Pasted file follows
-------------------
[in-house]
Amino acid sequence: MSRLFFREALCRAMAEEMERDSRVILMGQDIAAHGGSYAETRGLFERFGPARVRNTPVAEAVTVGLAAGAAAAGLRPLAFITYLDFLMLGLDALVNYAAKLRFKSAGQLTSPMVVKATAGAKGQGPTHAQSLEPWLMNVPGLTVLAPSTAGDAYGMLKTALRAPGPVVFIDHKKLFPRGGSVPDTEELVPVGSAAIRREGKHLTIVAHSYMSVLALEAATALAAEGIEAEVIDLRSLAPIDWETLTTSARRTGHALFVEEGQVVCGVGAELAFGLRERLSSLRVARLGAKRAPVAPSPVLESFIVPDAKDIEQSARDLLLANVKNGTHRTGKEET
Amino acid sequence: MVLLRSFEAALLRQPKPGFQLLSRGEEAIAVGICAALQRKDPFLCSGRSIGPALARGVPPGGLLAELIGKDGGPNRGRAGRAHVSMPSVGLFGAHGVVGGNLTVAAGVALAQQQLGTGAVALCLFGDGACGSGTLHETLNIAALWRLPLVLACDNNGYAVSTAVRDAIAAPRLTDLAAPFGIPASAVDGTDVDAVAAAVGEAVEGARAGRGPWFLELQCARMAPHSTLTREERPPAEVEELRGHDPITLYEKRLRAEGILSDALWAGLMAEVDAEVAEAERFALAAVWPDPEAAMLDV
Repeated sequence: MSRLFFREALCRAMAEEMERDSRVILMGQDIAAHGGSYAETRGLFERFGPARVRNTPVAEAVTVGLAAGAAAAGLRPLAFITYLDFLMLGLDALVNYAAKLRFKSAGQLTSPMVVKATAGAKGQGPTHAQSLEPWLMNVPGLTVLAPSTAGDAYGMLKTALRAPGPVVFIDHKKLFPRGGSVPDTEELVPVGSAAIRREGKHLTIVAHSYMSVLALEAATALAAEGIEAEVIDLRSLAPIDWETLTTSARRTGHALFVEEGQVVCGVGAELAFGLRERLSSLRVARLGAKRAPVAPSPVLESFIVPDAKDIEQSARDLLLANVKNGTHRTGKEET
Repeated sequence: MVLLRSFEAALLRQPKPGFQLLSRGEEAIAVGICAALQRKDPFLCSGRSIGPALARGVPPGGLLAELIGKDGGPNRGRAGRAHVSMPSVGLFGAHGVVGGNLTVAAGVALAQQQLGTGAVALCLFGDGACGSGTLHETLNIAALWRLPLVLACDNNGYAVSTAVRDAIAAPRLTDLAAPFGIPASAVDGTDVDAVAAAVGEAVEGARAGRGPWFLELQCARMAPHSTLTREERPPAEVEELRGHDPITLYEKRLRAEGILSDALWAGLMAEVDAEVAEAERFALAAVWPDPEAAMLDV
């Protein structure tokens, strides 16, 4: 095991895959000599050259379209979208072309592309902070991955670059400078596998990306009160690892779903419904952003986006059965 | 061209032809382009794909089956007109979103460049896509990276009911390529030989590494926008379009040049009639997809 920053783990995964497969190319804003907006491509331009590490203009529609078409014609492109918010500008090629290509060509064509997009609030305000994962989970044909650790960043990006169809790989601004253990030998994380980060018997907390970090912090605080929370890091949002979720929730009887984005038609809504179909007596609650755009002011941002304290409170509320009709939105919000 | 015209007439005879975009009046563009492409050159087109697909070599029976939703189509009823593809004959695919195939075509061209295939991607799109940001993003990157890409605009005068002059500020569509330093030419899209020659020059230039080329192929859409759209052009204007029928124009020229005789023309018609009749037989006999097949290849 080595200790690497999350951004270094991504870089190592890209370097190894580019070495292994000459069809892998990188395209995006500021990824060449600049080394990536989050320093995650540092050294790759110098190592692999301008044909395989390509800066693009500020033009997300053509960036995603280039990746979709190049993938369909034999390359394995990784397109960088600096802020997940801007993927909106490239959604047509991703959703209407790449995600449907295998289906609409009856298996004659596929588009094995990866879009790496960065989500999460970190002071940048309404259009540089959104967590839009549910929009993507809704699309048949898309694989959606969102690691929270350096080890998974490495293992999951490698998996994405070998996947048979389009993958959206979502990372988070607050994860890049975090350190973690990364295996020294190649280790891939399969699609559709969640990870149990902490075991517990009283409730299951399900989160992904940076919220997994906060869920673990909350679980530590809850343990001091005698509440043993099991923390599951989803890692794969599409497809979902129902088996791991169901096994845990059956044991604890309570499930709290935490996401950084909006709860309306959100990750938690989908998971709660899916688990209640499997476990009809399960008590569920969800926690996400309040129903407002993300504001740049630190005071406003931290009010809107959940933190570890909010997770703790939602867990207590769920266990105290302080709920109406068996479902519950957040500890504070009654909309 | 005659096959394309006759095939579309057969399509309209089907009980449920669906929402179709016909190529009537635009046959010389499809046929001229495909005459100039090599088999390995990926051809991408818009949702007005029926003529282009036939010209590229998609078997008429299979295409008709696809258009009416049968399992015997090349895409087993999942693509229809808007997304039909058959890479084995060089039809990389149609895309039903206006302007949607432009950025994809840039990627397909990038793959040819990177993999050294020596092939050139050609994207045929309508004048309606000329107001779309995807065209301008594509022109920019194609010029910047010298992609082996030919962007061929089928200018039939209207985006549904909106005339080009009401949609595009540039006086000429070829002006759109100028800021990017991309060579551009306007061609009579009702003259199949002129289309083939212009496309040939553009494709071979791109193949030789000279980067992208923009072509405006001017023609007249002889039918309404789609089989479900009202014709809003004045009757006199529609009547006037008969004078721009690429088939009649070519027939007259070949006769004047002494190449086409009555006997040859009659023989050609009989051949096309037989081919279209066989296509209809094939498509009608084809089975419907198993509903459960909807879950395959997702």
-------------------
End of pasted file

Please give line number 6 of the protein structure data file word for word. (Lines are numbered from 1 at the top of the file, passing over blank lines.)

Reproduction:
């Protein structure tokens, strides 16, 4: 095991895959000599050259379209979208072309592309902070991955670059400078596998990306009160690892779903419904952003986006059965 | 061209032809382009794909089956007109979103460049896509990276009911390529030989590494926008379009040049009639997809 920053783990995964497969190319804003907006491509331009590490203009529609078409014609492109918010500008090629290509060509064509997009609030305000994962989970044909650790960043990006169809790989601004253990030998994380980060018997907390970090912090605080929370890091949002979720929730009887984005038609809504179909007596609650755009002011941002304290409170509320009709939105919000 | 015209007439005879975009009046563009492409050159087109697909070599029976939703189509009823593809004959695919195939075509061209295939991607799109940001993003990157890409605009005068002059500020569509330093030419899209020659020059230039080329192929859409759209052009204007029928124009020229005789023309018609009749037989006999097949290849 080595200790690497999350951004270094991504870089190592890209370097190894580019070495292994000459069809892998990188395209995006500021990824060449600049080394990536989050320093995650540092050294790759110098190592692999301008044909395989390509800066693009500020033009997300053509960036995603280039990746979709190049993938369909034999390359394995990784397109960088600096802020997940801007993927909106490239959604047509991703959703209407790449995600449907295998289906609409009856298996004659596929588009094995990866879009790496960065989500999460970190002071940048309404259009540089959104967590839009549910929009993507809704699309048949898309694989959606969102690691929270350096080890998974490495293992999951490698998996994405070998996947048979389009993958959206979502990372988070607050994860890049975090350190973690990364295996020294190649280790891939399969699609559709969640990870149990902490075991517990009283409730299951399900989160992904940076919220997994906060869920673990909350679980530590809850343990001091005698509440043993099991923390599951989803890692794969599409497809979902129902088996791991169901096994845990059956044991604890309570499930709290935490996401950084909006709860309306959100990750938690989908998971709660899916688990209640499997476990009809399960008590569920969800926690996400309040129903407002993300504001740049630190005071406003931290009010809107959940933190570890909010997770703790939602867990207590769920266990105290302080709920109406068996479902519950957040500890504070009654909309 | 005659096959394309006759095939579309057969399509309209089907009980449920669906929402179709016909190529009537635009046959010389499809046929001229495909005459100039090599088999390995990926051809991408818009949702007005029926003529282009036939010209590229998609078997008429299979295409008709696809258009009416049968399992015997090349895409087993999942693509229809808007997304039909058959890479084995060089039809990389149609895309039903206006302007949607432009950025994809840039990627397909990038793959040819990177993999050294020596092939050139050609994207045929309508004048309606000329107001779309995807065209301008594509022109920019194609010029910047010298992609082996030919962007061929089928200018039939209207985006549904909106005339080009009401949609595009540039006086000429070829002006759109100028800021990017991309060579551009306007061609009579009702003259199949002129289309083939212009496309040939553009494709071979791109193949030789000279980067992208923009072509405006001017023609007249002889039918309404789609089989479900009202014709809003004045009757006199529609009547006037008969004078721009690429088939009649070519027939007259070949006769004047002494190449086409009555006997040859009659023989050609009989051949096309037989081919279209066989296509209809094939498509009608084809089975419907198993509903459960909807879950395959997702």